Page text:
In the fourth century BC, Philip of Macedonia was gathering northern Greek cities under his control. Down in Athens the two greatest political orators of the day, Isocrates and Demosthenes, were speaking out. Isocrates was a teacher keen to make sure he presented the facts well. Demosthenes was not so interested in what was “true,” but in what could be "made true" by the actions he advocated.1
They both addressed the threat Philip presented. The story goes that when Isocrates finished, people said "How well he speaks!" But when Demosthenes spoke they said, "Let's march against Philip!
Visionaries are, well, visual. Visionary leaders live in the world of ideas, dreams, and possibilities. They do not see the world so much as it as how it could be. Their vision propels them into action. Their unbending resolve catches our attention. They are on a mission. They lift our thoughts from the ruts of routine, ordinary thinking. They help us see what they see. Through them we catch a glimpse of ideas much larger than ourselves. The clarity of their vision captures our imagination, releasing energy and creativity.
Visionary leaders are often unencumbered by the ability to see the myriad obstacles to success that the strategist will see so clearly. Therefore, every men’s ministry also needs leaders of the strategic kind.
If visionaries see pictures, strategists see puzzles. Once they lock on to the idea, they see the whole process of implementation and the myriad details that are involved. They make plans like popcorn machines make popcorn. Strategists have an eye for detail. They clearly see what must be accomplished if the idea is to succeed. They will raise the un-thought-of question, but also find a way when there seems to be no way. They help us plan the mission. The strategist gives us the river banks—our direction. With riverbanks to channel our labor, we gain velocity and momentum.
If visionaries see pictures and strategists see puzzles, operators see deadlines. Often bored with the planning process, they would rather just get it done. Operational leaders quickly convert plans into step by step actions with assignments, deadlines, and accountabilities that can be implemented and managed. They are action oriented, front line kind of people. They thrive on activity. They love perfecting processes. They often like to maintain the organization. It’s all about executing the plan. Operational leaders are the ones who can mobilize a team and take that hill. They know how to operationalize plans.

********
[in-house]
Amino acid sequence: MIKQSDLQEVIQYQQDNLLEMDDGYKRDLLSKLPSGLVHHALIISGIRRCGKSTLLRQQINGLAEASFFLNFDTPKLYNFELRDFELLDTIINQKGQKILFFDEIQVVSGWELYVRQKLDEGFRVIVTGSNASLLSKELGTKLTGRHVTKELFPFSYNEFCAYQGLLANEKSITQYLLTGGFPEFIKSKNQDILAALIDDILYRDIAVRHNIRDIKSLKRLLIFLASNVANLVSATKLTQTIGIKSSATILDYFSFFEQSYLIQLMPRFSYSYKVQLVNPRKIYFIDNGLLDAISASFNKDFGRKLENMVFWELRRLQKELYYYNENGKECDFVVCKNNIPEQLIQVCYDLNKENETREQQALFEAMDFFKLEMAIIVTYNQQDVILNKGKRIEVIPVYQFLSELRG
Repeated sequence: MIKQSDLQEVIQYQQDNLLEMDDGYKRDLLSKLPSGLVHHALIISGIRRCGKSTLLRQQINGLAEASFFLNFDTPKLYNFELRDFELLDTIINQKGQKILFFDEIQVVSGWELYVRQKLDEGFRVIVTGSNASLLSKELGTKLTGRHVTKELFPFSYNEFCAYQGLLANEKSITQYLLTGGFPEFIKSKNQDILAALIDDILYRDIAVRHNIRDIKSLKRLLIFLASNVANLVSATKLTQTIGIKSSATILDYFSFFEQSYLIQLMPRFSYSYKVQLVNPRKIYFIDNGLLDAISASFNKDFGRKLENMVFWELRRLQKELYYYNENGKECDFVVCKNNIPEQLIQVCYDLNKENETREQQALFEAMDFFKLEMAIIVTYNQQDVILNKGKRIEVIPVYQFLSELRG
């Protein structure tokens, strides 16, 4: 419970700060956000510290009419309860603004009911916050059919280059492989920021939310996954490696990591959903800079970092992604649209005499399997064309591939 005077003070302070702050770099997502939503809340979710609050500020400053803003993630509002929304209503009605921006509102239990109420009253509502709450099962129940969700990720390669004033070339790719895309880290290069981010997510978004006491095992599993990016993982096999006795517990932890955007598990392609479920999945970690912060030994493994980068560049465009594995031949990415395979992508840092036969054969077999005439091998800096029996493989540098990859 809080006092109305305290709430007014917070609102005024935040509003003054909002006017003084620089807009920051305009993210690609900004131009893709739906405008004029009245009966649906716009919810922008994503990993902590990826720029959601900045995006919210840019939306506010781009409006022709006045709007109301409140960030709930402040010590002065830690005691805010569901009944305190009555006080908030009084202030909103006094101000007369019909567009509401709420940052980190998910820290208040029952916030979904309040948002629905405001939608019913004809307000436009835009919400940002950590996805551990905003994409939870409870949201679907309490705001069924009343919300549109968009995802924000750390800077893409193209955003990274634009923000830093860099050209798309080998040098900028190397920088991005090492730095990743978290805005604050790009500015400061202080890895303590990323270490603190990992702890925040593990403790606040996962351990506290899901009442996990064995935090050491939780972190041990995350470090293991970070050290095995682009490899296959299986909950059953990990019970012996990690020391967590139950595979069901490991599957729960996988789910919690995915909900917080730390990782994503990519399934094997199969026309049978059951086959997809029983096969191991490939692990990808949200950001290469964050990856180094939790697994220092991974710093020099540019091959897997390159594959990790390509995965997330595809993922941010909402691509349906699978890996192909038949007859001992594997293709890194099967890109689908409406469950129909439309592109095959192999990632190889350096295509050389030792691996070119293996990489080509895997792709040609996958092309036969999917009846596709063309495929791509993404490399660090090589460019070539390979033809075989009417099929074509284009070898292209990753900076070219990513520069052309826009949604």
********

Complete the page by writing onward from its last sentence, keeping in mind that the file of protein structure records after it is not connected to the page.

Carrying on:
Three kinds of leadership are absolutely essential to succeed in men’s ministry. When you put together your leadership team, have each member read this article and rate themselves in Figure 1. Make sure you have each type of leadership adequately covered. If not, you’re not done recruiting. To succeed you are going to need all three kinds of leadership: visionary, strategic, and operational. Without all three, it’s unlikely you will be able to sustain a men’s discipleship ministry in your church.
1 A. N. W. Saunders, translator, Greek Political Oratory, (New York, Penguin Books, 1970).
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Pat Morley is the Founder and CEO of Man in the Mirror.